Changing of the Guards in Athens, Greece.
Changing of the Guards in Athens, Greece.

Changing of the Guards, Athens, Greece

Changing of the Guards in Athens, Greece.

Hell Friends,

Wow, if you are awake at 10:30 am on a Sunday in Athens, Greece, you should go see the changing of the guards at the Tomb of the Unknown Soldier.

The Tomb of the Unknown Soldier in Athens for an unforgettable experience. This solemn and patriotic site is located in Syntagma Square in the heart of the city. The tomb is guarded around the clock by the Evzones, the Presidential Guard.

The Evzones, or Evzoni, are a ceremonial unit of the Greek Army. They are famous for their traditional dress, which includes the fustanella, a pleated skirt made from wool. The Evzones are also known for their discipline and precision.

Every Sunday, rain or shine, at 10:30 AM, the Evzones change of the guards ceremony takes place outside the Presidential Palace in Athens. Tourists and locals alike come to watch the impressive show. The Evzones are a special unit of the Greek Army and are dressed in traditional costume. The ceremony is a solemn and impressive affair, and is a must-see for anyone visiting Athens.

When I was on a walking tour early in the week, the guide walked us past this and told me about this event, It sounded very interesting, so, waking up with no coffee in hand, I headed over to see what the changing of the guards was about.

Grab your camera and come along on this early morning adventure. 😀

Monument to the Unknown Soldier

Changing of the Guards, Athens, Greece

Location: Leoforos Vasilisis Amalias 133, Athens, Greece.
Google Map Link:

The Evzones are a curious sight. They stand in their white uniforms, with their tall red hats, and they dont move at all. They are so still, it is as if they are statues. But they are not. The Evzones are real people, and they are real soldiers. They stand at attention, perfectly still, for hours on end. They are the guardians of the Greek flag, and they are a symbol of the countrys history and traditions.

On Sundays, they start and walk to the tomb and back. It is, in some ways, like a small parade. Out front is the band.


Behind the band, the guards start to march.


The guards ranks are set with the length of the kilt (skirt) they have on. The longer, the higher the rank. Like the guard here, is a more senior guard.


Comparable, The shorter, the more new they guard is. Each day, each guard has to stand still (on guard) for at least 5 hours.


They also walk with a loud “Clop” step. It mimics that of a horse stepping on a parade.


They all march to the same beat and tempo. Right arm up, Step, Clomp, move forward to the beat of the drum in front.


The guards are “Dead” soldiers. They are not allowed to move, except their duty to guard. They do not talk and only look forward. If there is an issue, they should stop, and wait for help.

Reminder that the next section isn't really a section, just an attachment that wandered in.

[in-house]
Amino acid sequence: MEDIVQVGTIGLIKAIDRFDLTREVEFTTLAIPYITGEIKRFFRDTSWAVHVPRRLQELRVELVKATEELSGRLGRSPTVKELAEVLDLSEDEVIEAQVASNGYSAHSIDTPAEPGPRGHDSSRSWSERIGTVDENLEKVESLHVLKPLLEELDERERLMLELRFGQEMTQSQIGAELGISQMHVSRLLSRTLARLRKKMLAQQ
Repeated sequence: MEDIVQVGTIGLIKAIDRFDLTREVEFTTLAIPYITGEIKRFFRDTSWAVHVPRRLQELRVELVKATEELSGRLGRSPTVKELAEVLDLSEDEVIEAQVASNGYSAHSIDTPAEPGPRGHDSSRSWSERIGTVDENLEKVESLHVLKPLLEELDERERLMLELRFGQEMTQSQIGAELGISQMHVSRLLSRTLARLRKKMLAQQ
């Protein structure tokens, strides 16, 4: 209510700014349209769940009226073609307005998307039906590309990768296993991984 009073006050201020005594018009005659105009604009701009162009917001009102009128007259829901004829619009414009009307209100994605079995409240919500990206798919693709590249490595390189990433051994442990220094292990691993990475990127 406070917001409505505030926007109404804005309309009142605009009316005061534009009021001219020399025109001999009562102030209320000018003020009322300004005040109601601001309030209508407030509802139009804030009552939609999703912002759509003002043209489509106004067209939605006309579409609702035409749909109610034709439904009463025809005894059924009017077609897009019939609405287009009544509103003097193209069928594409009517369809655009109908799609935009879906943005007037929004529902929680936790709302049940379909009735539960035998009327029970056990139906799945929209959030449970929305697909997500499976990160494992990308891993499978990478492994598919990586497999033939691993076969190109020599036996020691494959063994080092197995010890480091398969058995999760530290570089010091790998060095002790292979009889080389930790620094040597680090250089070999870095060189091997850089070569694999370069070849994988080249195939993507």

The band will play 4 times, and I think the same song every time. A very somber tune, that reminds me of a New Orleans funeral march.

While they start to block the road, in front is a police office that stops and turns around traffic as seen in this photo.


At the start of the parade, outside the president’s home, the crowd is thin. When it gets closer to the tomb, the crow gets very big. Lots of photos… I was told you are not allowed to take photography mitalery personal, only the guards when they are in uniform.


The parade moves on, beat by beat, step by step to the tomb…It was quite the sight to see and experience


The uniforms may not seem practical by today’s standards, but I was told they were traditional uniforms the soldiers had before.


Like on the feet of the guards have a black “poof” thing. Back in the day, that was coincided a dagger, so if you were kicked by a guard, you also got stabbed. I was told they no longer do that… but who knows… Perhaps they still do?


I don’t know too much else about the uniforms the guards have on… I was also told, that only the guards that served over 100 hours on duty were allowed to grow a mustache, and that was a great honor to them.


Here you can see the shoes. They all have nails on the bottom, that make that very loud “CLOMP” with each step.


At the tomb, the guards all gather, and the swap happens.


While they change every few hours, I think every hour… this big parade happens only once a week, the same way, every time, and the guards stand and do the same thing every day.


After the guards change, the band leads the way, back to where they started.


I have to wonder what their guards think about when they are walking or standing… if their minds wanders, if they turn inward and think of dinner, or think about the moment. I am not sure. What do you think?


It was here that I walked on, the band played on and the dance, the change of guards, went on.


Every day, tourists and Athenians alike can witness a tradition that has taken place for centuries. The changing of the guards at the Parliament building in Athens. The ceremony begins with the playing of the national anthem and the raising of the flag. The new guards, in their traditional uniforms, march from the barracks to the Parliament building, taking up their posts. The old guards then march out and salute the flag as they leave.

If you are in Athens on a Sunday, be sure to check it out!

Thank you for joining me today, I hope you enjoyed this post. 🙂


If you enjoyed this post, you may want to read this article that is titled : Free Walking tour, Athens, Greece.

Tim on a Rock
Tim on a Rock
Roaming Sparrow is a project by Tim Mack. It is a life on the road, an adventure to gain knowledge and share genuine experiences.
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